AirBnB — Working for Guests and Hosts Alike
A train just passed by out my 11th storey window. I’m looking west as I write this, and Chicago is sprawling across the landscape as far as the eye can see. If I push my face against the glass, I can actually see Willis Tower (the 14th tallest building in the world, last I checked!) poking out above the skyline. We’re in Chicago’s popular Gold Coast neighbourhood, and the apartment that my girlfriend and I have been staying in feels like home to us already; likely because that is exactly what it is. This is someone else’s home, we just happen to be living in it today.
By my guess we’ve got about 600 square feet. Maybe double the size of a standard hotel room. She is asleep in the bedroom right now while I type away on my laptop, set up on the dining room table. The open concept space has a TV in the living room, which is on in the background. The kitchen is immediately available on my left in the event that I want to re-heat some of last night’s deep dish pizza.
Without a doubt, our Air BnB provides us amenities that we simply could not have if we had chosen to stay at a hotel. What’s more, the Air BnB we are in is significantly cheaper. We saved about $50 nightly with this apartment than if we had booked the cheapest rooms listed in this neighbourhood. We’re probably about $100 less than the average hotel in this area. Certainly, we were worried about the affordability of our trip when we compared hotel prices several months ago.
While my Chicago trip was my first experience acting as an Air BnB guest, I manage my own small Air BnB unit out of my house back in St. John’s. This is a new development. My girlfriend and I have been doing it since we purchased our home in August. It has been a fantastic experience, and we have met many great people. What’s more, the profit from our unit is actually paying our mortgage. This was intentional — we knew when we designed our house during the early construction stages that we could pull big money if we provided all the right amenities.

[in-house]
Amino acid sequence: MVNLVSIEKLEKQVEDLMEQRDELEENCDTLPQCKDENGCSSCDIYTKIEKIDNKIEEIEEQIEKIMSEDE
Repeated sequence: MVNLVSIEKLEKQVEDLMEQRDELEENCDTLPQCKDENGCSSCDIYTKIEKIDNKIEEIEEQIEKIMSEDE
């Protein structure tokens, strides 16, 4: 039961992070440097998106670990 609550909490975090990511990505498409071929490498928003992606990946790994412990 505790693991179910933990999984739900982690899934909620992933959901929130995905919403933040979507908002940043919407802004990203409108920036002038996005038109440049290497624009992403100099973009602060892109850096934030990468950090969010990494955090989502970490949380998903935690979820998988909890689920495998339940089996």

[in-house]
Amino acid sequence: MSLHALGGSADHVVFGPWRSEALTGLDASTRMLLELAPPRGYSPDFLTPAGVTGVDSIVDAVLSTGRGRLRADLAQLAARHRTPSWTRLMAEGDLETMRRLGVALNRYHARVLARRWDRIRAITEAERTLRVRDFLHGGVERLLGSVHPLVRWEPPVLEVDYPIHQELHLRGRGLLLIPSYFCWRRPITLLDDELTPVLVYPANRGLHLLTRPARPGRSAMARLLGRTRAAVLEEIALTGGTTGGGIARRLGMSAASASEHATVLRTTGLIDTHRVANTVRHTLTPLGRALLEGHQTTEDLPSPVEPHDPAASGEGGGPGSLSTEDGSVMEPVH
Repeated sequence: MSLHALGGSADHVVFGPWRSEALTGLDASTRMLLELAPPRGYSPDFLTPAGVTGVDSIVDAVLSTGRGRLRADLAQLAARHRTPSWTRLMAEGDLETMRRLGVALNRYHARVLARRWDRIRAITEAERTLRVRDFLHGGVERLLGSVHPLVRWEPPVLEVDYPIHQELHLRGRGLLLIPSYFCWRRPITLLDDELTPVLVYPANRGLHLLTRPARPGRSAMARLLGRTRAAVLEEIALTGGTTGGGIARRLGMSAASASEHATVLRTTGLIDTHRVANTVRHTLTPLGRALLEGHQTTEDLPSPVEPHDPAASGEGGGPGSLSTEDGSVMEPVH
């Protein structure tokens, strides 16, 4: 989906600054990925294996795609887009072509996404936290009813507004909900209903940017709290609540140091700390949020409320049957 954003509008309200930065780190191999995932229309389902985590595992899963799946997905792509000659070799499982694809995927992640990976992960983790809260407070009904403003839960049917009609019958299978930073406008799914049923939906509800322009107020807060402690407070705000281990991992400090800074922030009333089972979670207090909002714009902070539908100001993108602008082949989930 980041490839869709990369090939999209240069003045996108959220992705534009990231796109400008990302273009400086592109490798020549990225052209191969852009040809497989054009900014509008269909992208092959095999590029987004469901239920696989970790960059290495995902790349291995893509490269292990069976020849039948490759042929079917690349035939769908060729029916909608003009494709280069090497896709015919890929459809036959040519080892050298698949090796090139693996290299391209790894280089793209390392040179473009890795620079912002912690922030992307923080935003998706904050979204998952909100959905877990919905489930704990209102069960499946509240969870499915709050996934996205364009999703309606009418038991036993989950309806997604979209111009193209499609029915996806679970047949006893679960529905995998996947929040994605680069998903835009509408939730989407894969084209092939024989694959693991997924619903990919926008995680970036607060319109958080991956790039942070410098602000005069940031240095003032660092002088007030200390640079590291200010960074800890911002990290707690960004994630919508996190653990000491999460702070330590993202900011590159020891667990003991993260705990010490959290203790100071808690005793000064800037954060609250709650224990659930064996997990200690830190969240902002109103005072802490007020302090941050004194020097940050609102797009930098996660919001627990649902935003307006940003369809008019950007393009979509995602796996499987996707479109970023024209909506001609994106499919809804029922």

The experience of hosting has been great, and now the experience of visiting has been great. Now that I am nothing short of a bonafide expert on both travelling and hosting with the service, I want to provide some information for both travellers and hosts that I think will help make the experience better for all parties.
LET THE HOST INDICATE THEIR AVAILABILITY
I’ve heard horror stories about needy guests. I’ve also heard disgruntled guests complain about hosts they never met. My thought on the whole thing is that the host is providing you space in exchange for cash, but unless stated in the listing there is no guarantee that the host is also selling you their time. You’re travelling and enjoying some time away, but the host still needs to go about their day-to-day life. Work, chores and their own social circles still beckon.
If you’re looking for an engaged host, see if there is any reference to such a thing in the listing. Reviews are also a great place to look. If a past guest spent time with a host, it will likely be posted there. Keep in mind that reviews aren’t guarantees. They may have had lots of time for a guest three months ago, but be out of town when you arrive. If you are expecting the host to also show you the city, make sure you clear that with them well before your arrival and find out if they are available.
IF YOU HAVE A CONCERN, ASK. IF SOMEONE ASKS IT ISN’T PERSONAL (TAKE FEELINGS OUT OF IT)
I really feel like communication has broken down quite a bit in this day and age, and it is a shame. I’ve seen a number of posts on Air BnB discussion boards about guests who complained in reviews about issues that they were having. What is painful is to see the host’s frequent comment of “I could have fixed that if they had just let me know while they were here.”